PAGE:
As I hung up the phone and her words sank in, it helped me to realize that there may actually be an end to this journey that I’ve been on. The man who started is not the same man who is ending it. The “roller coaster” of emotions that my mind and body have gone through over the past 2,810 days has had more twists and turns than the wildest ride at any Six Flags amusement park. Most have them have resembled the emptiness in your bowels that you feel when the car takes the sudden drop or hairpin curve that you didn’t see coming. There have been a few moments of the peace and rest that you feel as the car just slogs along as you come to the end of the tracks.
When I talked with Jamie last Monday, it felt like I was on that final part of the ride when your heart finally stops racing at 120 beats per minute and your stomach starts to settle back into where it belongs. But Friday’s call provided one more twist in the ride. She told me that before I can purchase the iPad, I need to take another polygraph. And then that I could expect to take another before my release from supervision date in August. Finally, I was informed that I’d have to do another “one-on-one” evalution with my treatment counselor. Heart racing…stomach dropping. So much for the smooth ride to the finish.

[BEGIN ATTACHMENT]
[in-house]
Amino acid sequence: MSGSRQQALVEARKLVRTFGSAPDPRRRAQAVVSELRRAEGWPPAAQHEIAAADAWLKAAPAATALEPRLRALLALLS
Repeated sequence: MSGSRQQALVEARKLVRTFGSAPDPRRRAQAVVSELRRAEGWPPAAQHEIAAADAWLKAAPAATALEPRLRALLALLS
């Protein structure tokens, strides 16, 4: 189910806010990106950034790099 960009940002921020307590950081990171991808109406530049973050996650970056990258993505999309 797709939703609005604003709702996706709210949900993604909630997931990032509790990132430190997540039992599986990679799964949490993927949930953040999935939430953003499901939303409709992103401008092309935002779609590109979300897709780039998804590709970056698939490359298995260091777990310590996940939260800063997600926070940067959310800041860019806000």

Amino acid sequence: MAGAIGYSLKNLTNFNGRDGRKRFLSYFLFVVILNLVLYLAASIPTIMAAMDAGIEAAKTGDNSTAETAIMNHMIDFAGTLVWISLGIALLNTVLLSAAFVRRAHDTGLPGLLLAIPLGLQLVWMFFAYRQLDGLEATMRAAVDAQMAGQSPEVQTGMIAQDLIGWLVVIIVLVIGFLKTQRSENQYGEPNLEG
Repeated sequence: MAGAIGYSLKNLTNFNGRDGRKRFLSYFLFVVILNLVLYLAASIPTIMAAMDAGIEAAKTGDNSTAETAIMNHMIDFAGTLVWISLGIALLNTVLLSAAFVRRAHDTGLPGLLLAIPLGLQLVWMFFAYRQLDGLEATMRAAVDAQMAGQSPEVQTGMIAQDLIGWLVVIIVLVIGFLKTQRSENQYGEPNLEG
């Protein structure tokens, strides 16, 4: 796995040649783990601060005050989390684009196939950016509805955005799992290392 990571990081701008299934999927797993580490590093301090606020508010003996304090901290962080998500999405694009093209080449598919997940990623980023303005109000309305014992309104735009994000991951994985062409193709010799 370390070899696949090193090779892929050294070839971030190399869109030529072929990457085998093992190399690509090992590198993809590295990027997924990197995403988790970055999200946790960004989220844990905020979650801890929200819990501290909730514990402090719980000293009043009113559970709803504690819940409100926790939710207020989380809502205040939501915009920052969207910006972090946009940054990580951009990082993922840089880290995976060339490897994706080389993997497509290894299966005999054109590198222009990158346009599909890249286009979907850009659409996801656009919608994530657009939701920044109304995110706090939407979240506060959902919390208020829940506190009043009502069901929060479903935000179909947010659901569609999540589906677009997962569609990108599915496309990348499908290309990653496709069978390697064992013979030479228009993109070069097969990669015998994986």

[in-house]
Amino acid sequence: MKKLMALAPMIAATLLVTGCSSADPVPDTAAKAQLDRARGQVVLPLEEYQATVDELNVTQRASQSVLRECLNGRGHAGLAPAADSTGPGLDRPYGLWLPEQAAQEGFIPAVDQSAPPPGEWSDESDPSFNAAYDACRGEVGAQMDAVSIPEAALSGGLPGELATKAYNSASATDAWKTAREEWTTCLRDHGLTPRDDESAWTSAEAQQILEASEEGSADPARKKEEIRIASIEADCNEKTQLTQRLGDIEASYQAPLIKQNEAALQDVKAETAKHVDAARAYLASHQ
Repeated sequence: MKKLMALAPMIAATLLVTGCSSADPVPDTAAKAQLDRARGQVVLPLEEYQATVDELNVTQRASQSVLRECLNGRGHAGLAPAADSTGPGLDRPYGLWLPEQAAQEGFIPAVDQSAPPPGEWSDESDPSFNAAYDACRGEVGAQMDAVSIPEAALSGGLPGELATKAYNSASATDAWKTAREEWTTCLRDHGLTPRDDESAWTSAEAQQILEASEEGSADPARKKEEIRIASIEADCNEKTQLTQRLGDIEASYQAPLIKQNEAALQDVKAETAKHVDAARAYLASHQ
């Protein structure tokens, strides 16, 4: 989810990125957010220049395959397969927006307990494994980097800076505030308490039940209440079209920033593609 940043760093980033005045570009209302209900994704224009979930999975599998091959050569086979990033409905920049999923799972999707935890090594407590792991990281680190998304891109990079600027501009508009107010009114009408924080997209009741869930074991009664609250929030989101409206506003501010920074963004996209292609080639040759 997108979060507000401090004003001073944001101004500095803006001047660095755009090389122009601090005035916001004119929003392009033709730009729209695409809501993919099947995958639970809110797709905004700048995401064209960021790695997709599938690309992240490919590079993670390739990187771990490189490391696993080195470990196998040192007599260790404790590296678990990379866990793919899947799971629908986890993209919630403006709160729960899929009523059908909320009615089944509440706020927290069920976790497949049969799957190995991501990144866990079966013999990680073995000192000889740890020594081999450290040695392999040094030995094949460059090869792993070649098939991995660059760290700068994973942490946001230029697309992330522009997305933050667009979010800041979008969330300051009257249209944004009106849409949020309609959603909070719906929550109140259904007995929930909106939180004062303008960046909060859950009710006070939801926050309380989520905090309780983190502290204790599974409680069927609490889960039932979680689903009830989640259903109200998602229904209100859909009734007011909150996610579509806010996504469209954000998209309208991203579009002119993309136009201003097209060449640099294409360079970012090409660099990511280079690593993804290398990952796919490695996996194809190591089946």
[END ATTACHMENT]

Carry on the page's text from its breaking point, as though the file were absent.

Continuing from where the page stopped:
I’ve tried to reflect over the weekend why I have so much anxiety about the polygraphs. It’s not that I’m not confident in my answers – I don’t need to be afraid that I’ll be lying about anything. I like the man who will be performing the test…we’ve gone down this road together now for a few times. What it really boils down to is trust. As much as I try to trust, there is a deep wound that I haven’t been able to heal that makes it difficult for me to trust. It’s not only people that I have difficulty trusting, in this case it’s also the system. And the problem is compounded for me because what a polygraph actually measures is anxiety. This is a test that the results could never send me to prison (because the results aren’t reliable enough), but they could send me back.
Like that man in the car on the roller coaster, I grip the handrail and let out a scream (silent in this case) as I take this unexpected turn. The adrenaline kicks in and all of the feelings that are associated with that chemical ravage my body. But I stay in the car. I’ll take the test. And I’ll wonder when and where the next unexpected turn is going to come. I can’t trust that there isn’t another one.